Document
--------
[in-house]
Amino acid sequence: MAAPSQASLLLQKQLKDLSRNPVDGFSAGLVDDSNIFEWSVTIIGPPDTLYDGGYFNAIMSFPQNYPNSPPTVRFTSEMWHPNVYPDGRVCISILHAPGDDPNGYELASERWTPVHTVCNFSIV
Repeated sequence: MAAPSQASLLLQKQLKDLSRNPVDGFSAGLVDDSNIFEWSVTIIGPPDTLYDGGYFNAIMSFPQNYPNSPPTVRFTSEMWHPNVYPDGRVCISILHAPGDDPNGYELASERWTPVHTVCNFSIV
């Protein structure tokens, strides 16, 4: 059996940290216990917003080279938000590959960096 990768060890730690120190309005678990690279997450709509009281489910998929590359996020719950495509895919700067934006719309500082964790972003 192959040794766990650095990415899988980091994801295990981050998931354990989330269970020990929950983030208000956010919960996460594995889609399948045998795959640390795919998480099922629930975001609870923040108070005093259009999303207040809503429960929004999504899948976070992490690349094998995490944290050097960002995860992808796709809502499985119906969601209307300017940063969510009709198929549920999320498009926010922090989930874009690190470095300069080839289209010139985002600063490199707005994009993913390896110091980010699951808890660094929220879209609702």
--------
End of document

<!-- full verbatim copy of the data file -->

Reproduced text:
[in-house]
Amino acid sequence: MAAPSQASLLLQKQLKDLSRNPVDGFSAGLVDDSNIFEWSVTIIGPPDTLYDGGYFNAIMSFPQNYPNSPPTVRFTSEMWHPNVYPDGRVCISILHAPGDDPNGYELASERWTPVHTVCNFSIV
Repeated sequence: MAAPSQASLLLQKQLKDLSRNPVDGFSAGLVDDSNIFEWSVTIIGPPDTLYDGGYFNAIMSFPQNYPNSPPTVRFTSEMWHPNVYPDGRVCISILHAPGDDPNGYELASERWTPVHTVCNFSIV
């Protein structure tokens, strides 16, 4: 059996940290216990917003080279938000590959960096 990768060890730690120190309005678990690279997450709509009281489910998929590359996020719950495509895919700067934006719309500082964790972003 192959040794766990650095990415899988980091994801295990981050998931354990989330269970020990929950983030208000956010919960996460594995889609399948045998795959640390795919998480099922629930975001609870923040108070005093259009999303207040809503429960929004999504899948976070992490690349094998995490944290050097960002995860992808796709809502499985119906969601209307300017940063969510009709198929549920999320498009926010922090989930874009690190470095300069080839289209010139985002600063490199707005994009993913390896110091980010699951808890660094929220879209609702």